“There is no such thing as too much love, even too much is not enough.”
Author – Unknown
“What’s Love Got to Do with It” by Tina Turner is not only a song that many of us may not remember well, but it may have been Turner’s number one greatest hit. When it comes to wellness, have you ever contemplated the notion, what’s love got to do with it? That is, what does love have to do with a living life of optimal well-being? This concept has been explored by many in the healing profession.
Three well-known physicians have all commented on observations regarding love and healing. Dr.’s Dean Ornish, Bernie Siegel and Deepack Chopra have all commented on the value of love as a noteworthy element in the healing equation. A journalist once asked Chopra if there was only one takeaway that he could leave people with, in regard to healing, what would it be? Chopra’s response: “to love.” Chopra went on to say that when we are in a mindset where we feel loved or in which we are loving another, there are chemicals released by the brain that help provide a framework for internal healing.
In last week’s blog, I shared a definition of wellness by two researchers from Arizona State University that identified four components to wellness:
- The first notion is that we are multidimensional beings.
- The second is that wellness is exemplified by positive health in an individual.
- The third reflects overall quality of life.
- And lastly, a sense of well-being.
Love may not only have an impact on all of the elements of well-being as described in this definition, but it could be stated that nearly every dimension of our well-being could be positively impacted by love. If we think of our emotions, spirituality, occupation/vocation, social life, environment, mental health and even our finances; all can be positively impacted by love.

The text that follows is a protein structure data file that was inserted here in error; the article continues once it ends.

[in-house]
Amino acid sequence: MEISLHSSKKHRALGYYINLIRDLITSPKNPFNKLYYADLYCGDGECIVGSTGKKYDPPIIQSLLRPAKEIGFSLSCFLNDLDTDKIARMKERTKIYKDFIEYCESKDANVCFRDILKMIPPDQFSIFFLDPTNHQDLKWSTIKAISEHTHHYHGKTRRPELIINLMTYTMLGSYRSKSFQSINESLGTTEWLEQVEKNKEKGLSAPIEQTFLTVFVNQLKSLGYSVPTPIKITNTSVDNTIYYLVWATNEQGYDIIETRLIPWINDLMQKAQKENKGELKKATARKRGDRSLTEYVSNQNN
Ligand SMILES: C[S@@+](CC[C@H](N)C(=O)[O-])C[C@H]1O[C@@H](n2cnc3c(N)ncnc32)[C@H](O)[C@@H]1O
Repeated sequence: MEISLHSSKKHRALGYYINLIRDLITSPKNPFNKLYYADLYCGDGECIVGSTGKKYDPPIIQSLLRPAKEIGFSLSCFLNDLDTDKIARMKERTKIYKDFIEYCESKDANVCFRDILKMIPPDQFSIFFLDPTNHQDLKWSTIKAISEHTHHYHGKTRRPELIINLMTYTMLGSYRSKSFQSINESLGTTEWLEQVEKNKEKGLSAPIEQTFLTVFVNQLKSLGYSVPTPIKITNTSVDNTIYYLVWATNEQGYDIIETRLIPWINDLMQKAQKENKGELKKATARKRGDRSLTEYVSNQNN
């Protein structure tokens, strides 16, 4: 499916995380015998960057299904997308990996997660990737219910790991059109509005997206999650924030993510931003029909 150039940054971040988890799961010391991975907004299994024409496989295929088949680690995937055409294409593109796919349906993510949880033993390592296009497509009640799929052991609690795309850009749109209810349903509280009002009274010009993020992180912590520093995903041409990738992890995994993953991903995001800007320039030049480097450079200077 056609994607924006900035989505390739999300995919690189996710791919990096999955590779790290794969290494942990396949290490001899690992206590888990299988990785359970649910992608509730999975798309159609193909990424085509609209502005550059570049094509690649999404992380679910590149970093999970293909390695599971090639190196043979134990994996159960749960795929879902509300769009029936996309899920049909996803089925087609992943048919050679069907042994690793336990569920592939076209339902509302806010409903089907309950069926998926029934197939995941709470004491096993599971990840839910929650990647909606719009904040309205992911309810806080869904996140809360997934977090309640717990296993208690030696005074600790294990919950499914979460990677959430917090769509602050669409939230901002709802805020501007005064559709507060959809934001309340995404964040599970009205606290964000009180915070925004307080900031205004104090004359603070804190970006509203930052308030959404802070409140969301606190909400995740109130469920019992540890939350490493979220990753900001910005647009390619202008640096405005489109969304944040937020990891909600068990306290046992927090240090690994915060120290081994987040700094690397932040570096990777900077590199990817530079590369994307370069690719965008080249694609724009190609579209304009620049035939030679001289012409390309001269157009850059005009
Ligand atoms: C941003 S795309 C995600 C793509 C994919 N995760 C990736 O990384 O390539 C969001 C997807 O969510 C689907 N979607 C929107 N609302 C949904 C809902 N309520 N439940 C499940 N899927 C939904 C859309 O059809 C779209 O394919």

Feeling loved and sharing love may impact well-being from other vantage points as well. Loving ourselves will likely impact our desire and intention for self-care. Our mental outlook is likely to improve when we adopt an attitude of love. Providing care for others, as well as our environment is a natural by-product of love, which according to research, may positively impact longevity. A purpose and/or reason for living life to the fullest are often born from embracing a life of love. And lastly, our ability to endure hardships may be largely influenced through the motivation of love.
As the famous scriptural quote states: “Love is patient, love is kind. It is not jealous, [love] is not pompous, it is not inflated, it is not rude, it does not seek its own interests, it is not quick-tempered and it does not brood over injury. It bears all things, believes all things, hopes all things, endures all things.” (1st Corinthians, Chapter 13). As we continue to pursue a life of well-being during these difficult times, let us not forget this understanding: “Love’s got a lot to do with it.”
Greg McCann is 35-year vetted health educator, fitness professional and wellness coach.